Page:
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Gilmanton needs experienced hand to guide it through financial process

To The Daily Sun,

In the 2016 town election, Gilmanton voters elected two selectmen. The second selectman's position became available because of the resignation of a sitting selectmen with one year left on his term. Neither elected selectmen had very much Gilmanton town government experience.

I attended many Board of Selectmen (BOS) meetings during the year hoping I would see positive steps in the financial management of the town, but I was sadly disappointed.

During the year:
1. There has been no interim financial reporting, yet financial decisions were being made without information to know if the town was over or under the budget voted by the taxpayers.

2. The 2015 audited financial statements were not completed as promised and were finally issued in January 2017.

3. The town was late in financial reporting for every state of N.H. report filing requirement.

4. The bank account was not reconciled for the entire year. One check for more than $150,000 was outstanding for four months. This was a premature payment for a vehicle ordered by the town but not yet delivered. This is one example of poor cash management. to say the least.

5. The town tax rate was very late. According to The Laconia Daily Sun, Gilmanton was one of the last, if not the last, town to file for a tax rate. Even after taking the extra time, the tax rate set is inaccurate. In 2015, the estimated revenues were too low and this caused the tax rate to needlessly increase. In 2016, the estimated revenues were too high. This has caused an artificially lower rate which will make the setting the rate in 2017 spike higher.

The lack of adequate financial oversight is directly the responsibility of the BOS. The BOS has failed to properly govern in many other areas, but to me, their financial management inabilities hurt everyone. This is especially true when it comes to those living paycheck-to-paycheck or those on fixed incomes. We are fortunate in Gilmanton that the town department managers follow their budgets. If it were not for their management, Gilmanton might be in serious financial trouble. However, we need everyone to do his job.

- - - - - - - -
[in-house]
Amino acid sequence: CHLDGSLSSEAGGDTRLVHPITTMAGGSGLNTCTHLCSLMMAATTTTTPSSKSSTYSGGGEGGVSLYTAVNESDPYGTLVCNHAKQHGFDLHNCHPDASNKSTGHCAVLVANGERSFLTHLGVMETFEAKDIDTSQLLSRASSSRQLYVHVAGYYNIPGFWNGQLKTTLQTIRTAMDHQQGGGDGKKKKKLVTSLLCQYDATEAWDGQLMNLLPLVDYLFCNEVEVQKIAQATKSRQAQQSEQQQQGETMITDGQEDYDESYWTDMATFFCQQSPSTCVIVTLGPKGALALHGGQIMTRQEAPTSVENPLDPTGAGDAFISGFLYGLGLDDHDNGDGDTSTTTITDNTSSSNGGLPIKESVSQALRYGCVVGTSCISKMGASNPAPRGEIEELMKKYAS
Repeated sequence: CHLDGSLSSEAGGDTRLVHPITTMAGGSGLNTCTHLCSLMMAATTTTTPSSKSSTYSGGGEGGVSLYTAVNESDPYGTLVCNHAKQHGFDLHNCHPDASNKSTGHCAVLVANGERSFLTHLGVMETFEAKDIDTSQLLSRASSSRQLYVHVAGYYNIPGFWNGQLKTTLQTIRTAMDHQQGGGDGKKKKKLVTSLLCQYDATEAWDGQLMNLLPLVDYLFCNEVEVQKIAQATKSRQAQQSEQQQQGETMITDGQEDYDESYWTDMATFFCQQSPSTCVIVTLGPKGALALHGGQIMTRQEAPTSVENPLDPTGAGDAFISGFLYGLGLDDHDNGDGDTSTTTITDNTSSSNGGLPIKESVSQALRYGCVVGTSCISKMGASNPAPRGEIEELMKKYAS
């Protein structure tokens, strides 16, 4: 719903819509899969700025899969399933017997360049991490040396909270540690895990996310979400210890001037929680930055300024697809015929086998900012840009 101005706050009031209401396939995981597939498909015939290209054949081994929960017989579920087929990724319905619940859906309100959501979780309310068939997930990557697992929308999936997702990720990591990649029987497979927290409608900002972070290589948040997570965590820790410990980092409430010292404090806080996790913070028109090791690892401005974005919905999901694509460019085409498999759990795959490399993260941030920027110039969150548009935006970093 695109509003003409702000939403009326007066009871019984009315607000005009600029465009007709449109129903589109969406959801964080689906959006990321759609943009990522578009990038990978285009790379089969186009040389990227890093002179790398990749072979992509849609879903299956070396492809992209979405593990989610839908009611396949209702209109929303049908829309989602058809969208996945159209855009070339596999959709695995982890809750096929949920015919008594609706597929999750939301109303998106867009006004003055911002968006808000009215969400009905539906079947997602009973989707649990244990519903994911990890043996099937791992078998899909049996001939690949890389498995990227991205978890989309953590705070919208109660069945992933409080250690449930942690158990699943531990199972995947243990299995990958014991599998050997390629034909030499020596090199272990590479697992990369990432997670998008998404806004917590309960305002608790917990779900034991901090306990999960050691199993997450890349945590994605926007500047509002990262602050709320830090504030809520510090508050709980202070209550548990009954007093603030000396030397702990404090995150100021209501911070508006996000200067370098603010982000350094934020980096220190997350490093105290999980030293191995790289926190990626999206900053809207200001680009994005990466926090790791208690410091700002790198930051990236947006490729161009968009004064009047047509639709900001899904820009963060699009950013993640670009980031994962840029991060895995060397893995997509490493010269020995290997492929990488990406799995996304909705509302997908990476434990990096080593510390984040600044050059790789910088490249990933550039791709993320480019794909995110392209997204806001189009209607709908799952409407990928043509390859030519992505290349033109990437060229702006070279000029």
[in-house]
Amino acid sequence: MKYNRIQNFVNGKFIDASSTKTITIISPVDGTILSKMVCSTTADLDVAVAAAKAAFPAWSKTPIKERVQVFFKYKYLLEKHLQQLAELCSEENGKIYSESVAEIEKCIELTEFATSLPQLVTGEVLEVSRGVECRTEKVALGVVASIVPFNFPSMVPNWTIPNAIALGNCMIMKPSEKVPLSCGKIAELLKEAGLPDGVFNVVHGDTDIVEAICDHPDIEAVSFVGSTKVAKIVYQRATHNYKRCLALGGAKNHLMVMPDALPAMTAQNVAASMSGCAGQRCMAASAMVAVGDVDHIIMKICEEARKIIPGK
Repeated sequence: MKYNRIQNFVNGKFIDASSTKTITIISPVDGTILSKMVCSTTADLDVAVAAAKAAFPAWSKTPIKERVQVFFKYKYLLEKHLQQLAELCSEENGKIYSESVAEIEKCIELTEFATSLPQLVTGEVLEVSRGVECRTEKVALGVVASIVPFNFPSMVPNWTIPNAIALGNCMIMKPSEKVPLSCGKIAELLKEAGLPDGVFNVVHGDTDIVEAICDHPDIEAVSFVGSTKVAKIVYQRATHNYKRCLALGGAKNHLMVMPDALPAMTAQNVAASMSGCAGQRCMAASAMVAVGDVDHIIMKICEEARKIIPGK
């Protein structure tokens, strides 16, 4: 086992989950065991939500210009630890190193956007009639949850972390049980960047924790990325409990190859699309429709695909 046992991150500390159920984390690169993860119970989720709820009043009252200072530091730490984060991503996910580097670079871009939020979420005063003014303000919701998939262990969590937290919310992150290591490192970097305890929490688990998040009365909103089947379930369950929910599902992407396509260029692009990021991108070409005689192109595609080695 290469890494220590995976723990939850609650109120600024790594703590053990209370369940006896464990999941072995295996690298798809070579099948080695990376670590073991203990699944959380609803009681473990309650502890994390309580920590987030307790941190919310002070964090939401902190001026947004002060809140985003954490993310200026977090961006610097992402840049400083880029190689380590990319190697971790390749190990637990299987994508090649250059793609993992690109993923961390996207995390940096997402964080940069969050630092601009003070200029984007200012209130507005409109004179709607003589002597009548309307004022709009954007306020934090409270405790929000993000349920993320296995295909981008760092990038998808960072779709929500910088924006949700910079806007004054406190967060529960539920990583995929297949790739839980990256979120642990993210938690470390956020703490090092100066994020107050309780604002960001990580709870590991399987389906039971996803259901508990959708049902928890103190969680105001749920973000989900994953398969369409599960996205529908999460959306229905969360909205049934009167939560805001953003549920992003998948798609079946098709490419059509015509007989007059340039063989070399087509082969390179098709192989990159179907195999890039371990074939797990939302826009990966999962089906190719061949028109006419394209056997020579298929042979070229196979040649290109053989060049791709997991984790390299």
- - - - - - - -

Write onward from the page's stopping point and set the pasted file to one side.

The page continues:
The town needs an experienced person to guide the financial process. Don Guarino has done it before and can give the town the stability it needs for the future.

Richard Bakos

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Belmont striking out on my core rules; let's get back on track with Watterson

To The Daily Sun,

I've lived in Belmont for 47 years and think that it is time for change ... a positive direction.

Forty years in the car business, 30 years coaching baseball, soccer and other sports, and 50 years married to my wife, have taught me a few things.

1. Communities, like good ballplayers, win with teamwork.
2. Success takes a good plan, training, focus and execution.
3. Every citizen is an MVP and each part of town has something to contribute.

Belmont seems to be striking out on these core rules. Old Home Days are a faint shadow of the years led by volunteers like Linc Noel and Sue Roberts. There's a budget-based competitiveness of Town vs. School, and a pretty big bureaucracy in both operations for our size. SB-2, town or not, budgets are operated like a shell game and complicated with fuzzy arithmetic.

I also learned as a member and chairman of the Shaker School District board from 1970-1979, and am proud that our children are BHS graduates.

I'm supporting Brian Watterson for Selectman. He's been playing for Belmont since 1985 in several positions, and the community is the first and only item on his agenda. Please join me Tuesday and put his experience, leadership and commitment back for our home team.
Thank you for voting.
Ted Moulton



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